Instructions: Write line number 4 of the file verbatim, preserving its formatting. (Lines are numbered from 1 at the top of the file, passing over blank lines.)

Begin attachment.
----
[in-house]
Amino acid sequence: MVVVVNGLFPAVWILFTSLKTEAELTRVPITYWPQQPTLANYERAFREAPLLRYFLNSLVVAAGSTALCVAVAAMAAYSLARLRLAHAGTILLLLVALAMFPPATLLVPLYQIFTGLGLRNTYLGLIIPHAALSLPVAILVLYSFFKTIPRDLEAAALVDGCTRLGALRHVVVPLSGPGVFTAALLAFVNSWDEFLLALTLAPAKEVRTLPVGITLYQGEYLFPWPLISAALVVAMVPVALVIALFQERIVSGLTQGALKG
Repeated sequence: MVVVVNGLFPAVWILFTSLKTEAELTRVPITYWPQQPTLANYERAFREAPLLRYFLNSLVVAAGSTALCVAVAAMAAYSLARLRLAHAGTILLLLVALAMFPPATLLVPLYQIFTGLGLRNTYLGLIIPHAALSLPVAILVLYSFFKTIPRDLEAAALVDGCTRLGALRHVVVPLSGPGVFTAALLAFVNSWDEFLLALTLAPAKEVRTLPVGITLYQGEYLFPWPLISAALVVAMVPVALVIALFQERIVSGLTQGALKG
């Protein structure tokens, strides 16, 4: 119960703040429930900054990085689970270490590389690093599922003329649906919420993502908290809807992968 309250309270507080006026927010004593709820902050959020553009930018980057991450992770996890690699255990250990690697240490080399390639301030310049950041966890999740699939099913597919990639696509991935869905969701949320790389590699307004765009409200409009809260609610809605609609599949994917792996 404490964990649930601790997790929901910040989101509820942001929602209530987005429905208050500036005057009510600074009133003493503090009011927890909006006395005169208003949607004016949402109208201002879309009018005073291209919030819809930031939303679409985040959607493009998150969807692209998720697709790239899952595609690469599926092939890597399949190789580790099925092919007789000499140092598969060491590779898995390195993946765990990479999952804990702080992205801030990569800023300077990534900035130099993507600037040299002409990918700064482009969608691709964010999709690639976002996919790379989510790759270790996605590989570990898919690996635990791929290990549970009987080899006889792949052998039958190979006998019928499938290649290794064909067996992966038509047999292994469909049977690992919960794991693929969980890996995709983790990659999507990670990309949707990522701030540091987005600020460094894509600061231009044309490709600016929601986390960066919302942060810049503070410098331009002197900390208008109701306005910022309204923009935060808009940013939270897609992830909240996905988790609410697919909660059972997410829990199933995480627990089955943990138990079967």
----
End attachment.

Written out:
């Protein structure tokens, strides 16, 4: 119960703040429930900054990085689970270490590389690093599922003329649906919420993502908290809807992968 309250309270507080006026927010004593709820902050959020553009930018980057991450992770996890690699255990250990690697240490080399390639301030310049950041966890999740699939099913597919990639696509991935869905969701949320790389590699307004765009409200409009809260609610809605609609599949994917792996 404490964990649930601790997790929901910040989101509820942001929602209530987005429905208050500036005057009510600074009133003493503090009011927890909006006395005169208003949607004016949402109208201002879309009018005073291209919030819809930031939303679409985040959607493009998150969807692209998720697709790239899952595609690469599926092939890597399949190789580790099925092919007789000499140092598969060491590779898995390195993946765990990479999952804990702080992205801030990569800023300077990534900035130099993507600037040299002409990918700064482009969608691709964010999709690639976002996919790379989510790759270790996605590989570990898919690996635990791929290990549970009987080899006889792949052998039958190979006998019928499938290649290794064909067996992966038509047999292994469909049977690992919960794991693929969980890996995709983790990659999507990670990309949707990522701030540091987005600020460094894509600061231009044309490709600016929601986390960066919302942060810049503070410098331009002197900390208008109701306005910022309204923009935060808009940013939270897609992830909240996905988790609410697919909660059972997410829990199933995480627990089955943990138990079967």